Next week the last Soviet leader Mikhail Gorbachev celebrates his 80th birthday. Archie Brown salutes twelve radical achievements that have changed Russia and the world for the better.
In each successive year in the second half of the 1980s perestroika meant something more radical to Mikhail Gorbachev than it had in the previous year. He continued to voice support for ‘the socialist idea’ as well as for perestroika, but this element of linguistic continuity (accompanied also, however, by much conceptual innovation) misled only the most superficial of observers. In reality Gorbachev moved from being a Communist reformer to becoming a socialist of a social democratic type – a qualitative shift. It is a superficial and misplaced criticism of him to say that what transpired was not what he intended in 1985. It was, on the contrary, one of Gorbachev’s strengths that he had a sufficiently open mind to broaden his conception of what was politically desirable and, if pursued with sufficient finesse, possible in a country with a long tradition, both Tsarist and Soviet, of authoritarian rule. The radicalisation of Gorbachev’s outlook owed much to the political opposition and bureaucratic inertia which even moderate reform encountered. It was stimulated, too, by the flow of fresh ideas and arguments both within his own advisory circle and in the broader society, itself a response to the glasnost and greater frankness he had encouraged.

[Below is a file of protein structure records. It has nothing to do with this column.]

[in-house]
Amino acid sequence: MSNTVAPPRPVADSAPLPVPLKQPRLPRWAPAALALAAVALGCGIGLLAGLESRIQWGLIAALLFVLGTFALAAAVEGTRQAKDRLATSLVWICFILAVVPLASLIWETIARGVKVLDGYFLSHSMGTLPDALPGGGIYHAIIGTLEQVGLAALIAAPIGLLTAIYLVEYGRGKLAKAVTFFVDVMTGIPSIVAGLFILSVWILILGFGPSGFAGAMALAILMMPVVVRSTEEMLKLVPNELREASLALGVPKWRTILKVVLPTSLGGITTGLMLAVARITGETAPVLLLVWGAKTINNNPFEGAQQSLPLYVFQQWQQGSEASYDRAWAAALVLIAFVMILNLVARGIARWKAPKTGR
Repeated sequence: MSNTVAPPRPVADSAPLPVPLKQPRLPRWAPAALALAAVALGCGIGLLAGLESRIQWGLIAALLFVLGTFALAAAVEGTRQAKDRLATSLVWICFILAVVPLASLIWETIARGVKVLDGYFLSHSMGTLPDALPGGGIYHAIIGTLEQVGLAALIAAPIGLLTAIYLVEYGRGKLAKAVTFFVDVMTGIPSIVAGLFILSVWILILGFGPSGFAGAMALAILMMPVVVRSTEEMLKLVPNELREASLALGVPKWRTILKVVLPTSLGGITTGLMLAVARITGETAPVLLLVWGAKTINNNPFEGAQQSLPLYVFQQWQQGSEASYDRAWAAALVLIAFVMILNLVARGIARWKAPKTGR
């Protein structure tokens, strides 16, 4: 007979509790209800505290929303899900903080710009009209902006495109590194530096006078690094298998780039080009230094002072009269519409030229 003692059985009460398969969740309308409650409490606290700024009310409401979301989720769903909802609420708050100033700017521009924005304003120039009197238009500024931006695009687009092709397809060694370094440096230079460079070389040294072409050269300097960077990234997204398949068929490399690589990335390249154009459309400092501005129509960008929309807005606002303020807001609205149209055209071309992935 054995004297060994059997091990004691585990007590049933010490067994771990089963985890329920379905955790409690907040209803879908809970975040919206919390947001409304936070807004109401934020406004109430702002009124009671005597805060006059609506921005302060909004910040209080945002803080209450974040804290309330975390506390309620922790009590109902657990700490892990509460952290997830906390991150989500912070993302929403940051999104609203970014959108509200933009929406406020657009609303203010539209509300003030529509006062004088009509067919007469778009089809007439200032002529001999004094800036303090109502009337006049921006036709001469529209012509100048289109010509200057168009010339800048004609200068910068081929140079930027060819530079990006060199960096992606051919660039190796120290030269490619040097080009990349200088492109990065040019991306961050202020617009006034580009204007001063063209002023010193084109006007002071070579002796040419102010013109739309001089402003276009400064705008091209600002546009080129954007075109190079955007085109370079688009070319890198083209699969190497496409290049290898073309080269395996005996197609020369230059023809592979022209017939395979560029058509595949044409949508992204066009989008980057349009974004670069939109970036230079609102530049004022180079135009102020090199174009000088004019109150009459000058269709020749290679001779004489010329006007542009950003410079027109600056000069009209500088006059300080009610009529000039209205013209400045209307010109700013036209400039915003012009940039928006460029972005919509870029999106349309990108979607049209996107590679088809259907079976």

Liberalisation of the system, especially from 1986-87 and its partial democratisation, especially from 1988-89, brought every conceivable long suppressed problem and grievance to the surface of Soviet political life. Gorbachev’s political in-tray became monumentally overloaded. There were some failures. Most notable was economic reform. A start was made, but the economy in the later perestroika years was in limbo – no longer a command economy but not yet a functioning market economy. The length of time the Soviet Union had been under Communist rule made a transition to a market more difficult than in either the East European Communist states or in China. What is more, when marketisation did take place in the 1990s, it manifestly failed to meet elementary standards of social justice and helped to explain Gorbachev’s hesitation, even after he had embraced the idea of a market economy in principle (as he did in 1990-91), to take the plunge.
As Gorbachev reaches the age of eighty and reflects on his life in politics, he can take pride in the fact that he left Russia a freer country than it had ever been and that, by playing the most decisive part in ending the Cold War, he provided the chance for international relations to be conducted on a more peaceful and equitable basis.